Before starting a project it would be wise to speak out all the issues that may arise and document them in the contract. This way you will have clarity on what potential costs you have to absorb if the contractor needs to spend more money on going to a new supplier in case of an emergency. The last thing you want is for the project to be stopped. That means the workers will be shifted to another job site and your home renovation will be put on that back burner. You want to have a good relationship with the builder and not scare them off with comments like “No way I am paying for that!”. Here is the deal, no one anticipated a building material shortage and the correct thing would be to share the cost with the builder. As a general rule of thumb, keep an open line of communication and things will work out. It’s a difficult time for everyone in the home construction industry and customers need to be sensitive to that. Always go into a project with your eyes open wide.
Builders Need To Think About Using Other Materials Besides For Lumber
So the customer said that they want this specific type of wood flooring for the living room. The contractor checks with the supplier and every wood color variation is out of stock and they have no idea when it will be coming back in stock. Contractors need to explore options that are more readily available and present them to their customers. Just last week a friend of mine who was opening up a showroom for bathrooms upgraded to interlocking floor tiles rather than wait on the laminate flooring that would first be in stock in mid September. In regards to dealing with the lumber shortage, builders need to think about using composites instead. This will help keep the project moving right along without increasing the project cost.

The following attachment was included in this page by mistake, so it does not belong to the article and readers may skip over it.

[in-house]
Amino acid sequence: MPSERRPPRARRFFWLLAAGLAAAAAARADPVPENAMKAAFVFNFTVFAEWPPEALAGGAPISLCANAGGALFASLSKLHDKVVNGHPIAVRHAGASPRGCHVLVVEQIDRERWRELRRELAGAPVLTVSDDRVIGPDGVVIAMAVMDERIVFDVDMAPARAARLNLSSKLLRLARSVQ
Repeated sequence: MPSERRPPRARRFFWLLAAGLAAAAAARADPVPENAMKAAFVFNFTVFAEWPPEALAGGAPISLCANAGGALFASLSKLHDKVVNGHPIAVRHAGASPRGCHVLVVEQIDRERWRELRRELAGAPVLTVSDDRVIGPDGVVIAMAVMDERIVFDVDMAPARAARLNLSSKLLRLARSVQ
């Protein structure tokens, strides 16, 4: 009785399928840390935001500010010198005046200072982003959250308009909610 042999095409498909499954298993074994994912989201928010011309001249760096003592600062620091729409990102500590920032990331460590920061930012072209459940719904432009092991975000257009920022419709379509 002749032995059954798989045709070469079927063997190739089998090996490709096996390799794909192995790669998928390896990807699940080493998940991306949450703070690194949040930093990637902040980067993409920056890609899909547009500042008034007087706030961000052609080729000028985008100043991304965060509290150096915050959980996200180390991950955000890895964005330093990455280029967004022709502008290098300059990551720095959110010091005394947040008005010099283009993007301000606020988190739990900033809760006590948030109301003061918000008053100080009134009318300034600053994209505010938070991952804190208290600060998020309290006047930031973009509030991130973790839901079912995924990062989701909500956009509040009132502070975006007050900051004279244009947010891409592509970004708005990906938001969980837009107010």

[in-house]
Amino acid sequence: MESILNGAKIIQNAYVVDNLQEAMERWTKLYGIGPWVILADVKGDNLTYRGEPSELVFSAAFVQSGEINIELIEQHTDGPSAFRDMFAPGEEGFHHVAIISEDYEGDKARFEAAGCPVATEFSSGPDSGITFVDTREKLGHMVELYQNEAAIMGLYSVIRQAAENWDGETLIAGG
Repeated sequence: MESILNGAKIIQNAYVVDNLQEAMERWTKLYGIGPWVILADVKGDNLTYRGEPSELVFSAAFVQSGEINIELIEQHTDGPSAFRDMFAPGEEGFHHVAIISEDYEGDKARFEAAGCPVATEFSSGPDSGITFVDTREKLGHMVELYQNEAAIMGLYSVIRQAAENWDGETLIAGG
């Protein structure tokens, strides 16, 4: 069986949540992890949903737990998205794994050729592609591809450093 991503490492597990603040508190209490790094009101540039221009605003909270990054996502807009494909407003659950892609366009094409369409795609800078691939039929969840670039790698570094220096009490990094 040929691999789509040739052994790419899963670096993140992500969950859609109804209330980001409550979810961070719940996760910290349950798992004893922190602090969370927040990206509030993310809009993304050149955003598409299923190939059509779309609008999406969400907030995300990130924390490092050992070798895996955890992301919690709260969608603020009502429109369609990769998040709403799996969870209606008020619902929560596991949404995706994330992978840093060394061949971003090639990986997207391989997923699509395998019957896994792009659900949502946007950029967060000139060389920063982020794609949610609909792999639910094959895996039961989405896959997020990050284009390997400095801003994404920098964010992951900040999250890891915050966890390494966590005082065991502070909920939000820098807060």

We Need To Stop Being Subservient To Global Markets
It’s not just in building supplies that we have felt the negative effects of being reliant on countries like China, it’s other industries as well. Just last year, in the midst of a raging pandemic there was a shortage of PPE products. Forget about common citizens getting a hold of masks, nurses were substituting trash bags for surgical gowns due to the shortage. The states were blaming the government and the government was blaming the states. Regardless of who’s fault it was a lot had to do with the fact that we were simply not able to ramp up production at home and had to wait for shipments to be flown in from overseas.
There needs to be a way through machinery to keep all manufacturing at home so we can meet the skyrocketing demand without increasing product cost. This will keep the economy more lucrative for builders and contractors while keeping the cost for construction of a home down. Purchasing “Made In The USA” has never been more important. Just like we rebounded from the great depression we will be able to come back stronger and more independent than ever. Stop blaming the government and start purchasing from suppliers that buy American made products. Government officials are not there to help the citizens anymore, they just are looking to park themselves there for fame and glory. True, they may help once and a while but they are not working on making the United States of America independent of relying on oversea imports. That’s why we need to support our local contractors, builders, and most importantly small businesses. Everyone knows that it’s the small businesses that make the U.S. economy thrive and big government is aware of that and afraid of that.
Besides the shortage in basic building materials like lumber and concrete the demand has resulted in shortages on other items like windows, siding, roofing, and decking. It may take some time before things return to normal and prices for home constructions become more reasonable. The long-term solution is not to rely on other countries for the materials and have everything made at home, right here in the old USA. But until then both builders and home owners can expect to spend more for their next construction project.
While you may be frustrated to hear the price on your next home improvement, keep in mind that this is just the tip of the iceberg in comparison to what builders have to deal with. Big projects from $75,000 to $1.5 million are getting canceled and the survival for many construction companies is dependent on completing those projects. When a project is canceled it has a rippling effect from the surveyor until the final touches by the landscaper. It’s good to hear that business in the housing industry is booming, the problem is that there is simply not enough building materials to handle the projects.